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See detailUpward social mobility and life satisfaction: the cases of United Kingdom and Switzerland
Samuel, Robin UL; Hadjar, Andreas UL

in Longitudinal and Life Course Studies (2015), 6(3), 13-14

Status is a major determinant of subjective well-being (SWB). This is one of the primary assumptions of social production function theory. In contrast, the dissociative hypothesis holds that upward social ... [more ▼]

Status is a major determinant of subjective well-being (SWB). This is one of the primary assumptions of social production function theory. In contrast, the dissociative hypothesis holds that upward social mobility may be linked to identity problems, cognitive distress, and reduced levels of SWB because of lost ties to one’s class of origin. In our paper, we use panel data from the United Kingdom (British Household Panel Survey) and Switzerland (Swiss Household Panel) to test these hypotheses. These two countries are compared because historically, social inequality and upward mobility have played distinct roles in each country’s popular discourse. We conduct longitudinal multilevel analyses to gauge the effects of intragenerational and intergenerational upward mobility on life satisfaction (as a cognitive component of SWB), controlling for previous levels of life satisfaction, dynamic class membership, and well-researched determinants of SWB such as age and health problems. Our results provide some evidence for effects of social class and social mobility on well-being in the UK sample, however, there are no such effects in the Swiss sample. The UK findings support the idea of dissociative effects, that is, intergenerational upward mobility is negatively associated with SWB. [less ▲]

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See detailStudying employers’ risk assessment and the role of institutions: An experimental design
Shi, Penghui Lulu; Imdorf, Christian; Samuel, Robin UL

E-print/Working paper (2015)

Work Package 7 aims at understanding how early job insecurity can affect an individual’s future career from an employer’s perspective. By paying special attention to the educational background and gender ... [more ▼]

Work Package 7 aims at understanding how early job insecurity can affect an individual’s future career from an employer’s perspective. By paying special attention to the educational background and gender of the applicants, we plan to investigate how employers interpret young applicants’ job insecurity, for example in the form of unemployment or job-mismatch experiences, during recruitment. The negative effects of such experiences on an individual’s chances of being recruited successfully – so called scarring effects – may further vary depending on economic and institutional contexts such as country-specific economic or political conditions, educational structures or economic sectors. By surveying employers from different sectors, we will examine if and how these scarring effects vary between four different countries: Bulgaria, Greece, Norway and Switzerland. We will apply an innovative methodology in the form of an employer-sided survey with an integrated multidimensional vignette experiment in order to simulate the impact of multiple factor s on success and failure when young people who experienced job insecurities apply for new jobs. In the present working paper we summarise the major theoretical concepts that have been used to explain the scarring effects that can result from employer behaviour. Moreover, we outline how we plan to collect data in WP 7 in order to analyse scarring through decision-making on behalf of employers during the recruitment process [less ▲]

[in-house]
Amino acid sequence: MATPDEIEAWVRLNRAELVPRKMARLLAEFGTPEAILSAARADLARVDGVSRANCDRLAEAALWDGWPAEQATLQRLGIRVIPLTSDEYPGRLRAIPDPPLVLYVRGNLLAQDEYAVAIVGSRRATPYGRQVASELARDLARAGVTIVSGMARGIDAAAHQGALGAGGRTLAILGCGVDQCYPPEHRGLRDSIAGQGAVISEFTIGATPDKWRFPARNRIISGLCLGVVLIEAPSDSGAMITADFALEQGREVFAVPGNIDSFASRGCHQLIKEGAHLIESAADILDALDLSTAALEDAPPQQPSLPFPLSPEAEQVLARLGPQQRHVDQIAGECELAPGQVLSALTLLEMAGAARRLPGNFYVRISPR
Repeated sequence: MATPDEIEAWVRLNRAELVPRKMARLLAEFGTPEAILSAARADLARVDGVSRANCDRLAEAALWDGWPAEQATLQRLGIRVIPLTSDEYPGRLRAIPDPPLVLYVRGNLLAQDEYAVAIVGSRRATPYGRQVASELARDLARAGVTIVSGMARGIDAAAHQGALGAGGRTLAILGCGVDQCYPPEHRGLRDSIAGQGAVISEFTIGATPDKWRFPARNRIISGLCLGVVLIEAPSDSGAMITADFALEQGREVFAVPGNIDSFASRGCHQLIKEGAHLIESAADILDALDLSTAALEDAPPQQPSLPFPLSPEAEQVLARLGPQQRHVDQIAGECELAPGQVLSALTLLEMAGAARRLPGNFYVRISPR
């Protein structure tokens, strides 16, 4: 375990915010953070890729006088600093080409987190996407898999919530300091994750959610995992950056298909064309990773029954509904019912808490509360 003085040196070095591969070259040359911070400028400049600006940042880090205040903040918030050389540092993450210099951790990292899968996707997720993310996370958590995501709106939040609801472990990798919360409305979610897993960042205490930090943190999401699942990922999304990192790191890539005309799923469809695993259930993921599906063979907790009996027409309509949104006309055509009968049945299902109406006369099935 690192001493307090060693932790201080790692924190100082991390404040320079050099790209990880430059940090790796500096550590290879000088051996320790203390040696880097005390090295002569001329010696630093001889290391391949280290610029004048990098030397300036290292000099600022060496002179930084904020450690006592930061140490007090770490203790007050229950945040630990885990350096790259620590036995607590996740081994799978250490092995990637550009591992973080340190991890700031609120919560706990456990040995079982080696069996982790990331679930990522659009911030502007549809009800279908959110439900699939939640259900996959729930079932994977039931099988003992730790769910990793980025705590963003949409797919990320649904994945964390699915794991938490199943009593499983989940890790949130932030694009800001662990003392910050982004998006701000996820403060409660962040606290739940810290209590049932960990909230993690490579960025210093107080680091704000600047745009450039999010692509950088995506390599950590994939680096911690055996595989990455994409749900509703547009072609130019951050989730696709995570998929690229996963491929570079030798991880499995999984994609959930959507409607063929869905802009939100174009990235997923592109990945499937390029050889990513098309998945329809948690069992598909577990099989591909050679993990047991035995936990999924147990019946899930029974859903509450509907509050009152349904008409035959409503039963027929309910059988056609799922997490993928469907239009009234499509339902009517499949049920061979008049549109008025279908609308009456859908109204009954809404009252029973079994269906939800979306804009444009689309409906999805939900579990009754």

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See detailA che cosa aspirano i giovani adulti in Svizzera per il loro avvenire?
Samuel, Robin UL; Bergman, Manfred Max

Article for general public (2015)

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See detailAdvances in understanding energy consumption behavior and the governance of its change – outline of an integrated framework
Burger, Paul; Bezençon, Valéry; Bornemann, Basil et al

in Frontiers in Energy Research (2015), 3(29),

Transforming today’s energy systems in industrialized countries requires a substantial reduction of the total energy consumption at the individual level. Selected instruments have been found to be ... [more ▼]